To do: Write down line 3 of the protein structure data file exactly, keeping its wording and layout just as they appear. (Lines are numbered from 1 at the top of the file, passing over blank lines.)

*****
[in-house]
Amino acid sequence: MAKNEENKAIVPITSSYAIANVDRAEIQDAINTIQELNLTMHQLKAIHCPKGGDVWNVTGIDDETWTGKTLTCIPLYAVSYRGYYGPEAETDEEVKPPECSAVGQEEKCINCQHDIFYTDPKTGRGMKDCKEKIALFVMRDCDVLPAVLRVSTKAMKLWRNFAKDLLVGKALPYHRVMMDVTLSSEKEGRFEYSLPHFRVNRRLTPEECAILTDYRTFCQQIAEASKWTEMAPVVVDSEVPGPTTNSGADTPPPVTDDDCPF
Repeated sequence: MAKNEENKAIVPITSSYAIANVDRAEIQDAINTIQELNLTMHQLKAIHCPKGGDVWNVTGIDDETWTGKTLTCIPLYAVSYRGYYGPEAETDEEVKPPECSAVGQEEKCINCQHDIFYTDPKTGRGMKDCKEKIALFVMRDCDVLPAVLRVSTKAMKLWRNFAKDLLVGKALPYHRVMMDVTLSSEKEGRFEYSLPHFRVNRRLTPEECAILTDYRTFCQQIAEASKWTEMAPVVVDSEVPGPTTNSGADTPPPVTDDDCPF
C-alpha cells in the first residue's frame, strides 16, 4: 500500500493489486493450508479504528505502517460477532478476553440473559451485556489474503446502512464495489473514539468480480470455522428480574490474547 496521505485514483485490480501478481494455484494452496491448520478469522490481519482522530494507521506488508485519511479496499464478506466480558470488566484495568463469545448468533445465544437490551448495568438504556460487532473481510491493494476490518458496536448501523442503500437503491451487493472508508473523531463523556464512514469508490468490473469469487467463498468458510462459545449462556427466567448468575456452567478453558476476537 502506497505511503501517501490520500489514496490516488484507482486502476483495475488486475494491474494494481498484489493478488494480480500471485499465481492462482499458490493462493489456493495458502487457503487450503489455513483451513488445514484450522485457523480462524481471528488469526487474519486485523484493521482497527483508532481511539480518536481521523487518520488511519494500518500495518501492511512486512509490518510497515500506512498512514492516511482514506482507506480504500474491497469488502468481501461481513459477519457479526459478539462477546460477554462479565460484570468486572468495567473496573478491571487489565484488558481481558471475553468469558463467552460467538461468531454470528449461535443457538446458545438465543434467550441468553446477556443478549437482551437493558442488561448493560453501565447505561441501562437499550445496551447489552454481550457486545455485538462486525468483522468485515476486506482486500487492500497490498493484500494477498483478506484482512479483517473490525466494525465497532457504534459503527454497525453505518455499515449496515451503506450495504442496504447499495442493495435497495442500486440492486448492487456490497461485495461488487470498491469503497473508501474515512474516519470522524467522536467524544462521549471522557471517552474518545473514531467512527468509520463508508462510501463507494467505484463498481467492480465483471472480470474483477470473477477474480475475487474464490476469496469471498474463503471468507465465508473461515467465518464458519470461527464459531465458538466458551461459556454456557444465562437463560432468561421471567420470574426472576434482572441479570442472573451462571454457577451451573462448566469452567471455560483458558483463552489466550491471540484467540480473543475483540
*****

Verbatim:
Repeated sequence: MAKNEENKAIVPITSSYAIANVDRAEIQDAINTIQELNLTMHQLKAIHCPKGGDVWNVTGIDDETWTGKTLTCIPLYAVSYRGYYGPEAETDEEVKPPECSAVGQEEKCINCQHDIFYTDPKTGRGMKDCKEKIALFVMRDCDVLPAVLRVSTKAMKLWRNFAKDLLVGKALPYHRVMMDVTLSSEKEGRFEYSLPHFRVNRRLTPEECAILTDYRTFCQQIAEASKWTEMAPVVVDSEVPGPTTNSGADTPPPVTDDDCPF